These bear the most inaccurate moniker ever, as they have nothing to do with Jerusalem and are not artichokes. Girasola means "turns to the sun" in Italian and was corrupted by someone into "Jerusalem"--perhaps the same someone thought that they tasted like artichokes. And so they carry this name even though they are a perennial edible in the sunflower family. Sunchokes are tubers and can be used similarly to potatoes, but they cook a lot faster. My personal preference is for them cooked as opposed to raw, unless they are used water chestnut-like in a salad. Once you plant one of these in a corner of your yard, they multiply like crazy and you will never be without them. Like rhubarb, they are an "old faithful."
On a health note, their starch contains inulin and does not convert to sugar, making them popular with diabetics and those who are avoiding gluten.
"Kimchee is a Korean staple and I really love the crunch of the vegetables and the sweet spice of the Korean red chili. Quite some time ago I posted a kimchee tutorial for making the classic fermented napa cabbage. There are many kinds of kimchee in Korea and daikon is another favorite vegetable for pickling in this way. I really enjoy the Korean daikon, which is more round and shorter than the typical daikon you find in most grocery stores. But you can use either for this dish. I actually used one large regular long daikon to make a batch. Two Korean bulbs would be about the same amount.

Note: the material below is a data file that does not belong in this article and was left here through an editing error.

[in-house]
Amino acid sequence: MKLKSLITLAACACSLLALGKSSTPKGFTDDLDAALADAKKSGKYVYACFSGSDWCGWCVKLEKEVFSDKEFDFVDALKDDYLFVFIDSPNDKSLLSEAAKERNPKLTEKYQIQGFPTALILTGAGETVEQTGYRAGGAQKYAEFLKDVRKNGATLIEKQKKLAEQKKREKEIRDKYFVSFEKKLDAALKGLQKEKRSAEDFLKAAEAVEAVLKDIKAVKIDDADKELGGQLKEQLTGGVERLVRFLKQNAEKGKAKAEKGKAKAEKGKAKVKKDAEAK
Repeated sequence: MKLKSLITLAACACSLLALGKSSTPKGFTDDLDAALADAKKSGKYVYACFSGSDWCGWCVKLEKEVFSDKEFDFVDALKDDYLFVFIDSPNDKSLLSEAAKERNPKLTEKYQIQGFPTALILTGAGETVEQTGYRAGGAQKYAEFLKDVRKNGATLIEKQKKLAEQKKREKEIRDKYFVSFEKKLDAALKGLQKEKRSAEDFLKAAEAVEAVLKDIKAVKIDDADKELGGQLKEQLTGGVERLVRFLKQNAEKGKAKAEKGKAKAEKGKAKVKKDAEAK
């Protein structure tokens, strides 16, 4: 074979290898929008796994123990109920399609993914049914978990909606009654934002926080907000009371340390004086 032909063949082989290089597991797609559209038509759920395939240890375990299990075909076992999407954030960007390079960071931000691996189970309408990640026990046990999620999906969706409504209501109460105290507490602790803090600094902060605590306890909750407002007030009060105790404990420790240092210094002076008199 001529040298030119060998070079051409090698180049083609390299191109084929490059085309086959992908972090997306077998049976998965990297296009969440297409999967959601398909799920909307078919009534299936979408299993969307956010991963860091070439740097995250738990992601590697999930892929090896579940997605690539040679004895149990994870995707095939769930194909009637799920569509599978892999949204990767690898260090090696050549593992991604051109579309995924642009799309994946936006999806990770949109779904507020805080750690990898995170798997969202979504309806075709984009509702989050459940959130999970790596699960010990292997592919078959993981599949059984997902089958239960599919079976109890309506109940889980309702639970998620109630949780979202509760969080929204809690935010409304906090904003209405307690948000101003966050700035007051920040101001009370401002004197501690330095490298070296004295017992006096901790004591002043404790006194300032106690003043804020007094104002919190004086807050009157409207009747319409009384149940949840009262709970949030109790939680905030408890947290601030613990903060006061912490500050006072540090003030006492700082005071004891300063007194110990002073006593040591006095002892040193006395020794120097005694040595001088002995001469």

The process I used to make this is similar to the cabbage variant. I diced the radish, salted it and let it sit for about an hour. After a good rinsing the daikon was tossed with one bunch of green onions, sliced; 5 cloves of garlic, chopped, 1 inch of fresh ginger, minced; about half a cup of Korean red chili flakes, and about a tablespoon of nuöc mam fish sauce. I prefer the Three Crabs brand. You don't want to know how this is made! But it isn't kimchee without some fermented fish. Traditionally, kimchee is prepared with chopped fish or fermented shrimp. This sauce makes it much easier to add that hint of fish. I also added a pinch of sugar. Mix everything well and let it sit out for at least a day then store it in the fridge. Unlike the napa cabbage kimchee, which I like well fermented and sour, I prefer my daikon kimchee fresh and sweet."
PS: Wanting to reserve a share for next season? You'll receive a letter in the new year telling you about the coming season.
See you soon.